Centrelink claims that these are not debt notices despite the fact it operates on a guilty until proven innocent system. Guilty until proven innocent isn’t a particularly enlightened approach to trying to balance the budget. It definitely doesn’t exude an aura of fairness. If you’re slammed with a sudden debt of up to tens of thousands of dollars, it is entirely on you to prove your innocence. People already under financial pressure are pinned between a rock and a hard place. Pay a ridiculous debt or challenge it with money you don’t have. It’s negligence and extortion, plain and simple.
While a raise to Newstart or the introduction of a Universal Basic Income (UBI) as promised by the social democrats may be tempting. It ignores the structural cause of poverty, which is capitalism itself. As unemployment decreases, the demand for greater wages increases, so employees are fired. Capitalism is its own mechanism for creating unemployment. Both UBI and Centrelink are products of capitalism, and perpetuate free market capitalist ideals. Thus, neither can ever truly bring the working class out of poverty (1).
Newstart was first introduced by the neo-liberal Keating government in 1991 to further cement its “activation approach” to welfare. It achieved this through placing further restrictions on the unemployed. Heightened surveillance of unemployed workers facilitated the application of increasingly harsh penalties for non-compliance with these new stricter requirements. By enforcing the participation in low quality work, deterring reliance on benefits, and alienating recipients, Newstart has enabled completely unregulated labour markets where workers are subject to complete exploitation from corporations (2). When unemployed workers enter the workforce from Newstart, they move away from being unemployed workers living in poverty, to employed workers living in poverty. Raising the Newstart payments will never alleviate workers from poverty, as the Newstart’s sole purpose is to get workers off welfare and into low quality, low paying jobs.
“Capitalism cannot bring the working class out of poverty, when capitalism is the system responsible”
Universal basic income was postulated as a method for preserving the status quo after World War 2, as a response to labour union expansion (3). Milton Friedman endorsed the system and proposed a negative income tax based off of the premise of UBI (4). This is the same Milton Friedman who, alongside the Chicago Boys, was the financial advisor of the tyrannical, fascist dictator of Chile, Pinochet, who has the blood of 40,000 people on his hands (5). Friedman’s proposal was to provide a form of UBI that would replace all social security services and let the private sector handle services such as healthcare, etc. The problem with a market based solution such as UBI, is that when you entrust a system that prefers profits over people with human lives, the result will always end in tragedy and exploitation. In addition, the introduction of a UBI will remove much of the working class’ bargaining power and ability to negotiate higher wages and better conditions.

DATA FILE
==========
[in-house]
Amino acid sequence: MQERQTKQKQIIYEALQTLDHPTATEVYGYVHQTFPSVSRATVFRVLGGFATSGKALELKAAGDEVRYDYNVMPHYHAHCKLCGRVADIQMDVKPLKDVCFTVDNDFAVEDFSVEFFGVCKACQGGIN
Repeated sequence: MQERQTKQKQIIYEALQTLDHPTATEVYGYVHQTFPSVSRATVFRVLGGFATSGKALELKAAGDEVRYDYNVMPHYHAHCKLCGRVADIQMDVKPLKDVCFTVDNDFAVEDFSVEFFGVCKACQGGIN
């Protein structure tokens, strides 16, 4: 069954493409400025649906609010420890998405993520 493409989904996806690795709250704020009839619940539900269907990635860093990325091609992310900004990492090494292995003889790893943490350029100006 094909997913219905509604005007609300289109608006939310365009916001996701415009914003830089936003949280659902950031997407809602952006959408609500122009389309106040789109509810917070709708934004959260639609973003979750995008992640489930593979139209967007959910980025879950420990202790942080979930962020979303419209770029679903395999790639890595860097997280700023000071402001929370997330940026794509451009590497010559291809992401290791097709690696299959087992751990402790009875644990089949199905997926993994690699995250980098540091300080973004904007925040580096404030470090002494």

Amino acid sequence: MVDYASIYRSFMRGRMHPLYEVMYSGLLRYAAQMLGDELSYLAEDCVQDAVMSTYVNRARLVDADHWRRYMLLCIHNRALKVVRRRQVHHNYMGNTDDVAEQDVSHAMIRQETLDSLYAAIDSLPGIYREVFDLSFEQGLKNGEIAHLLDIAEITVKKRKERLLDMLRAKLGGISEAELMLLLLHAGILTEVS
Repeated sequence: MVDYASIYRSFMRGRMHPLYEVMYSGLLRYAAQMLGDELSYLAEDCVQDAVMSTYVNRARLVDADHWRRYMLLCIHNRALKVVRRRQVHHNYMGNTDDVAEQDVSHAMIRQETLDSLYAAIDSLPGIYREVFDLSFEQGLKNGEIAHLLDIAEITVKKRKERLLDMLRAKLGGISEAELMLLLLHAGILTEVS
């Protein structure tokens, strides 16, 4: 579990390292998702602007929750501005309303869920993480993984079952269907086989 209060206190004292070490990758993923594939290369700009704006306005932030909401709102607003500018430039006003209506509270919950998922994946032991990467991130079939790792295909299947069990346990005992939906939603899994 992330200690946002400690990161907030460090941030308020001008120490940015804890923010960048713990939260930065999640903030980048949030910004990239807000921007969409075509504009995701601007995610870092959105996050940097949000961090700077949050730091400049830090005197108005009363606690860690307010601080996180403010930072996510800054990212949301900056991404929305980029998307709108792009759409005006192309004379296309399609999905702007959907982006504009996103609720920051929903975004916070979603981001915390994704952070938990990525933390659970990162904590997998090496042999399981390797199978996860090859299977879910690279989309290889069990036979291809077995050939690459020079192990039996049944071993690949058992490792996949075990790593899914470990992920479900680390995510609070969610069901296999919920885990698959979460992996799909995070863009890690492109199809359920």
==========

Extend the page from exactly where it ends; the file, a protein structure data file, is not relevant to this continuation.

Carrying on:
From here, it is very clear to understand why we must not fall for the trap of considering UBI or higher Newstart payments as the solution to poverty. Capitalism cannot bring the working class out of poverty, when capitalism is the system responsible. So, what is to be done? One simple proposal put forth by world renowned economist, Richard D. Wolff is to guarantee high quality work and pay to everyone (6). This would address the root cause, as poverty develops due to the inverse proportionality between wages and employment. If high quality work was treated as a fundamental human right, the cost of redistribution in the form of welfare would be much lower and the working class would actually be alleviated from poverty. Higher employment would lead to a shorter work week and better conditions. A socialist government would guarantee jobs, public housing, healthcare and more. Actual freedom, rather than the freedom politicians pay lip service to, is impossible until poverty and wage slavery have been eliminated.
1 - “Labor’s Accord: How Hawke and Keating Began a Neo-Liberal Revolution – Solidarity Online.” Solidarity Online,October, 12, 2012, https://www.solidarity.net.au/mag/back/2012/50/labors-accord-how-hawke-and-keating-began-a-neo-liberal-revolution/.
2 - Daisy Farnham, “Workfare, neoliberalism and the welfare state: Towards a historical materialist analysis of Australian workfare”, October 2013): 13-14.
3 - Anon., “Universal Basic Income: A Critique", BadMouseProductions, July, 30, 2017, https://www.youtube.com/watch?v=J10jKdPRN9A.
4 - Jim Manzi, “Against the Negative Income Tax”, National Review, February, 15, 2011, https://www.chicagomanualofstyle.org/tools_citationguide/citation-guide-1.html.
5 - Orlando Letelier, “The ‘Chicago Boys’ in Chile: Economic Freedom’s Awful Toll”, The Nation, September, 21, 2016, https://www.thenation.com/article/the-chicago-boys-in-chile-economic-freedoms-awful-toll/.
6 - Richard D Wolff, “Economic Update: Beyond Universal Basic Income”, Democracy at Work, April, 1, 2019, https://www.youtube.com/watch?v=cAkzzoQGifE.